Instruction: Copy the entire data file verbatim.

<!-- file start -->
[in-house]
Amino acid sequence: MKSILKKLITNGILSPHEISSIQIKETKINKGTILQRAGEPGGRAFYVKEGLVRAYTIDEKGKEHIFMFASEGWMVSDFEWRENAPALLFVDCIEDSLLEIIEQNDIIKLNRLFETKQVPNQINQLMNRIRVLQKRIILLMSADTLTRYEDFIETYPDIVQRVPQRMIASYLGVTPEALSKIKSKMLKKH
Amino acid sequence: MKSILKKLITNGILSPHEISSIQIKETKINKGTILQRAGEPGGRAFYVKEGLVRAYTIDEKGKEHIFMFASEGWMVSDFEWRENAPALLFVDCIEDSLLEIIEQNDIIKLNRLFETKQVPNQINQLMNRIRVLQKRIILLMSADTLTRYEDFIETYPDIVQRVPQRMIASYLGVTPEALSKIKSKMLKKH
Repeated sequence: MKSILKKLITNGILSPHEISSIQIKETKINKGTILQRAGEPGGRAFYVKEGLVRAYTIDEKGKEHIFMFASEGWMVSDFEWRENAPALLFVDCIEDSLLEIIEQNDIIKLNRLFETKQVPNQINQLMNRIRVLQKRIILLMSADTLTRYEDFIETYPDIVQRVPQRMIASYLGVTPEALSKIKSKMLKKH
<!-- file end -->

[in-house]
Amino acid sequence: MKSILKKLITNGILSPHEISSIQIKETKINKGTILQRAGEPGGRAFYVKEGLVRAYTIDEKGKEHIFMFASEGWMVSDFEWRENAPALLFVDCIEDSLLEIIEQNDIIKLNRLFETKQVPNQINQLMNRIRVLQKRIILLMSADTLTRYEDFIETYPDIVQRVPQRMIASYLGVTPEALSKIKSKMLKKH
Amino acid sequence: MKSILKKLITNGILSPHEISSIQIKETKINKGTILQRAGEPGGRAFYVKEGLVRAYTIDEKGKEHIFMFASEGWMVSDFEWRENAPALLFVDCIEDSLLEIIEQNDIIKLNRLFETKQVPNQINQLMNRIRVLQKRIILLMSADTLTRYEDFIETYPDIVQRVPQRMIASYLGVTPEALSKIKSKMLKKH
Repeated sequence: MKSILKKLITNGILSPHEISSIQIKETKINKGTILQRAGEPGGRAFYVKEGLVRAYTIDEKGKEHIFMFASEGWMVSDFEWRENAPALLFVDCIEDSLLEIIEQNDIIKLNRLFETKQVPNQINQLMNRIRVLQKRIILLMSADTLTRYEDFIETYPDIVQRVPQRMIASYLGVTPEALSKIKSKMLKKH